Sometimes pools of loans are purchased by investors. However, investors will not purchase a pool if the return is inadequate in light of the risk. As atypical loans in the pool affect the overall risk associated with the pool, an investor can use embodiments of the present invention to identify atypical loans within a pool. With this information, the investor can negotiate with the seller so as to eliminate atypical loans from the pool, thereby lowering the risk associated with the pool to a level acceptable to the investor. On the other hand, an investor may negotiate the right to return loans from a pool already purchased that are later determined to be atypical. Alternatively, an investor in a pool of loans can reinsure loans on atypical assets to reduce the overall risk associated with the pool.
Alternatively, embodiments of the present invention can assist in the evaluation of pools having large numbers of loans where it would be virtually impossible for appraisers to evaluate all the assets in the pool. In some instances, investors have only a few days to decide whether to purchase a pool. If the pool contains, for example, 10,000 loans, then 10,000 appraisals would be needed for an accurate evaluation of the pool. Since an appraisal currently costs about $200, it would be prohibitively expensive to evaluate this exemplary pool alone. In addition, that number of appraisals most likely could not be conducted and coordinated in the span of a few days. Embodiments of the present invention, however, allow an evaluation to be done in a brief period of time. Additionally, potentially higher risk loans can be flagged for higher scrutiny.
Currently in the market, some lenders use a streamlined process when making loans. In order to save time and expense in the lending process, the lenders make loan decisions based on minimal criteria. Often, these lenders look at a purchaser's credit history or financial position to determine whether to make a loan and do not investigate the asset securing the loan. Under such circumstances, lenders may make loans secured by atypical assets that have poor marketability. As the lenders make more loans, they begin to amass pools of loans secured by an unacceptable number of atypical assets. An investor wishing to purchase one of these pools may assume an unwanted degree of risk. However, using the disclosed embodiments of the present invention, investors can determine an accurate assessment of risk.
Further, collateral forecasts and related data can be used to build an automated tool for determining rates of atypicality. A lender that attempts to misuse a streamlined collateral process by submitting loans secured by atypical assets for sale into the secondary market could be detected by the disclosed embodiments of the present invention.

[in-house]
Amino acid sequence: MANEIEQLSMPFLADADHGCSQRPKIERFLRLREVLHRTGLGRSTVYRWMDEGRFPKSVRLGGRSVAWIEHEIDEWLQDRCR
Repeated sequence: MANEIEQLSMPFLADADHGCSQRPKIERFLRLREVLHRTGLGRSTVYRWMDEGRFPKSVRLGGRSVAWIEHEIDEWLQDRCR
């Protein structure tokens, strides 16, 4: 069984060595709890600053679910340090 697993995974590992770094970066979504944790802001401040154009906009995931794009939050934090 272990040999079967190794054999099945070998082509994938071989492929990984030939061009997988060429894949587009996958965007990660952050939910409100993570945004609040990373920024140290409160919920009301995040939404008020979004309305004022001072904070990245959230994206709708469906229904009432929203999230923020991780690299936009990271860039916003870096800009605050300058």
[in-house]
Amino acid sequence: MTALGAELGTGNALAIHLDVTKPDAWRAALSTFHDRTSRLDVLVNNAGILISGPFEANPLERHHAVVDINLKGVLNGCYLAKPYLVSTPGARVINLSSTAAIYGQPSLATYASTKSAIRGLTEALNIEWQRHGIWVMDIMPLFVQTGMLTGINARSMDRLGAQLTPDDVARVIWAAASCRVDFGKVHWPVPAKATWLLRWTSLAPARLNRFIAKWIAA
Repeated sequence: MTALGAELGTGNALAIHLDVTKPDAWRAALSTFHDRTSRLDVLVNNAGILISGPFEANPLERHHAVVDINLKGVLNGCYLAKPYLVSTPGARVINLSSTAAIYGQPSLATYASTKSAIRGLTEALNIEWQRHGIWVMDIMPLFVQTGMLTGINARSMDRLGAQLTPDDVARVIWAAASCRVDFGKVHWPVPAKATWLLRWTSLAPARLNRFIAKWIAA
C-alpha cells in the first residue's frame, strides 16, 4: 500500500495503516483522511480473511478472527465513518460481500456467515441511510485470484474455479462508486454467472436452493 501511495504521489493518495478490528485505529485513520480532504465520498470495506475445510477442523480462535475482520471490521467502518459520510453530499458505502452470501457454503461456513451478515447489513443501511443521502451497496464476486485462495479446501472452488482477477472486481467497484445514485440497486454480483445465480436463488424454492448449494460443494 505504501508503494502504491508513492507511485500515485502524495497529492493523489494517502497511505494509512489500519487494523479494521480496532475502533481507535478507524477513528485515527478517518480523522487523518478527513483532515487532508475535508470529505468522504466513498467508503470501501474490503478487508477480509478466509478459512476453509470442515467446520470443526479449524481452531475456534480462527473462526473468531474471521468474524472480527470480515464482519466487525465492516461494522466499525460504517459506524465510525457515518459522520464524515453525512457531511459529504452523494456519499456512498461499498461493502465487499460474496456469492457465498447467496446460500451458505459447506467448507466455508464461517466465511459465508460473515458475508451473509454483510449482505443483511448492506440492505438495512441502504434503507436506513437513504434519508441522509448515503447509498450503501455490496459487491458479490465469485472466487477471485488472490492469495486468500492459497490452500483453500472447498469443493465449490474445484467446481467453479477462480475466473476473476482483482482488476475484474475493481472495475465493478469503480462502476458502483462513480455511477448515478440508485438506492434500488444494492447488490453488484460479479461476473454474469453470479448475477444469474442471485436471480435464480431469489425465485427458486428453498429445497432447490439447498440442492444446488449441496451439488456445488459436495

As mentioned, many characteristics can be used to measure atypicality. However, it is possible that these measures may be imperfect indicators of atypical assets and could lead to a false positive rate. To account for this type of imperfection, a lender's baseline data may be used to create baseline rates for these measures. Using this type of technique, effective thresholds are set such that the likelihood and corresponding risk to the streamlined process should fall within acceptable ranges.
In addition, systems and methods consistent with embodiments of the present invention may be used in managing loans that are likely to go into default. For example, the system can serve as an additional factor to consider in the risk analysis of possible default loans. An atypical asset can be treated differently than a typical asset. For example, in some situations, assets with marketability problems may take longer to sell, and as a result, a steeper discount may be applied to the sale price of the foreclosed asset.
Measures are useful beyond knowing the risk associated with a single loan. By combining loans with different risks, the asset level marketability indicators can be used to assist in the understanding and management of the pool level risks.
Other embodiments of the invention will be apparent to those skilled in the art from consideration of the specification and practice of the embodiments of the invention disclosed herein. It is intended that the specification and examples be considered as exemplary only, with a true scope and spirit of the invention being indicated by the claims herein.
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|U.S. Classification||705/37, 705/35, 705/15, 705/36.00R|
|Cooperative Classification||G06Q40/00, G06Q30/00, G06Q40/06, G06Q40/04, G06Q50/12|
|European Classification||G06Q40/00, G06Q50/12, G06Q40/04, G06Q40/06, G06Q30/00|
|Mar 31, 2003||AS||Assignment|
Owner name: FEDERAL HOME LOAN MORTGAGE CORPORATION (FREDDIE MA
Free format text: ASSIGNMENT OF ASSIGNORS INTEREST;ASSIGNORS:MCMANUS, DOUGLAS ALEXANDER JOHN;HUSAIN, ASIM;SIMS, PAMELA WILLIAMS;AND OTHERS;REEL/FRAME:013920/0259;SIGNING DATES FROM 20030205 TO 20030207
|May 10, 2011||FPAY||Fee payment|
Year of fee payment: 4
|Jul 10, 2015||FPAY||Fee payment|
Year of fee payment: 8